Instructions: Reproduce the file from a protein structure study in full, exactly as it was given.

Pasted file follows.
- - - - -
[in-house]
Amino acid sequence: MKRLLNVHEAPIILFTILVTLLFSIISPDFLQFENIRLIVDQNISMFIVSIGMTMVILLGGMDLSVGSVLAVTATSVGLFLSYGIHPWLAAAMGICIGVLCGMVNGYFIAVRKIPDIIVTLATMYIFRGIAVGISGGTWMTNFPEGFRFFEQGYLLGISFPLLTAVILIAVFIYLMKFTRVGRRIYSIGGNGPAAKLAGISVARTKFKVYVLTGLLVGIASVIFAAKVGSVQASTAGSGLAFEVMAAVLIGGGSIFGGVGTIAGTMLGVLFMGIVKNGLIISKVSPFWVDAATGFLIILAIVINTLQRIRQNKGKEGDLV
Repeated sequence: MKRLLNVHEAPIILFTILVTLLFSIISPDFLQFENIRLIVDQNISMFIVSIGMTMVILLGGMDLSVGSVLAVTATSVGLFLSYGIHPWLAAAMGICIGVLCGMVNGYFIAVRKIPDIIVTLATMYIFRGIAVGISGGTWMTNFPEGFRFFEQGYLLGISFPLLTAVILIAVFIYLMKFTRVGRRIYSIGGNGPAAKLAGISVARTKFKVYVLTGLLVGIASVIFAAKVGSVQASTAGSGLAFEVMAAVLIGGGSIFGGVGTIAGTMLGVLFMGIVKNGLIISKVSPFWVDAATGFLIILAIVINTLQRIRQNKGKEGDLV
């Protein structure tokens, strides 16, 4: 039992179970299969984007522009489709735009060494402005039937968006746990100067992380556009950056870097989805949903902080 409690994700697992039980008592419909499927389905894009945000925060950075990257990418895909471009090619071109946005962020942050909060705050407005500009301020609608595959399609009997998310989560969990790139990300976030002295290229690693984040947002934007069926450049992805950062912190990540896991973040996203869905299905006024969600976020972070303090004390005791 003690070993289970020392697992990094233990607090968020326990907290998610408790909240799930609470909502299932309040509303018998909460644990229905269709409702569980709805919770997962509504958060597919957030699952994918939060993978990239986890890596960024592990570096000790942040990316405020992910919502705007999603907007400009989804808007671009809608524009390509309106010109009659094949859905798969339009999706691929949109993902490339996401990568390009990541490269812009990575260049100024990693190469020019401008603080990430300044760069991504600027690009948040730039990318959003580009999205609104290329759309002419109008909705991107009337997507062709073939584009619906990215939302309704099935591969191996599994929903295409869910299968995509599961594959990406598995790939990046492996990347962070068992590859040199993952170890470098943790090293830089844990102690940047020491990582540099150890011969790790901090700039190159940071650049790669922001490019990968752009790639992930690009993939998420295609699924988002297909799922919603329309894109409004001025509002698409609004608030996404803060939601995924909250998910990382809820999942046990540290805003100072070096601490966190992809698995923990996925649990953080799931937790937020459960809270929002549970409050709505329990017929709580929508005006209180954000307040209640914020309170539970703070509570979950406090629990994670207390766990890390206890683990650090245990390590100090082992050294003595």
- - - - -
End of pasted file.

[in-house]
Amino acid sequence: MKRLLNVHEAPIILFTILVTLLFSIISPDFLQFENIRLIVDQNISMFIVSIGMTMVILLGGMDLSVGSVLAVTATSVGLFLSYGIHPWLAAAMGICIGVLCGMVNGYFIAVRKIPDIIVTLATMYIFRGIAVGISGGTWMTNFPEGFRFFEQGYLLGISFPLLTAVILIAVFIYLMKFTRVGRRIYSIGGNGPAAKLAGISVARTKFKVYVLTGLLVGIASVIFAAKVGSVQASTAGSGLAFEVMAAVLIGGGSIFGGVGTIAGTMLGVLFMGIVKNGLIISKVSPFWVDAATGFLIILAIVINTLQRIRQNKGKEGDLV
Repeated sequence: MKRLLNVHEAPIILFTILVTLLFSIISPDFLQFENIRLIVDQNISMFIVSIGMTMVILLGGMDLSVGSVLAVTATSVGLFLSYGIHPWLAAAMGICIGVLCGMVNGYFIAVRKIPDIIVTLATMYIFRGIAVGISGGTWMTNFPEGFRFFEQGYLLGISFPLLTAVILIAVFIYLMKFTRVGRRIYSIGGNGPAAKLAGISVARTKFKVYVLTGLLVGIASVIFAAKVGSVQASTAGSGLAFEVMAAVLIGGGSIFGGVGTIAGTMLGVLFMGIVKNGLIISKVSPFWVDAATGFLIILAIVINTLQRIRQNKGKEGDLV
């Protein structure tokens, strides 16, 4: 039992179970299969984007522009489709735009060494402005039937968006746990100067992380556009950056870097989805949903902080 409690994700697992039980008592419909499927389905894009945000925060950075990257990418895909471009090619071109946005962020942050909060705050407005500009301020609608595959399609009997998310989560969990790139990300976030002295290229690693984040947002934007069926450049992805950062912190990540896991973040996203869905299905006024969600976020972070303090004390005791 003690070993289970020392697992990094233990607090968020326990907290998610408790909240799930609470909502299932309040509303018998909460644990229905269709409702569980709805919770997962509504958060597919957030699952994918939060993978990239986890890596960024592990570096000790942040990316405020992910919502705007999603907007400009989804808007671009809608524009390509309106010109009659094949859905798969339009999706691929949109993902490339996401990568390009990541490269812009990575260049100024990693190469020019401008603080990430300044760069991504600027690009948040730039990318959003580009999205609104290329759309002419109008909705991107009337997507062709073939584009619906990215939302309704099935591969191996599994929903295409869910299968995509599961594959990406598995790939990046492996990347962070068992590859040199993952170890470098943790090293830089844990102690940047020491990582540099150890011969790790901090700039190159940071650049790669922001490019990968752009790639992930690009993939998420295609699924988002297909799922919603329309894109409004001025509002698409609004608030996404803060939601995924909250998910990382809820999942046990540290805003100072070096601490966190992809698995923990996925649990953080799931937790937020459960809270929002549970409050709505329990017929709580929508005006209180954000307040209640914020309170539970703070509570979950406090629990994670207390766990890390206890683990650090245990390590100090082992050294003595």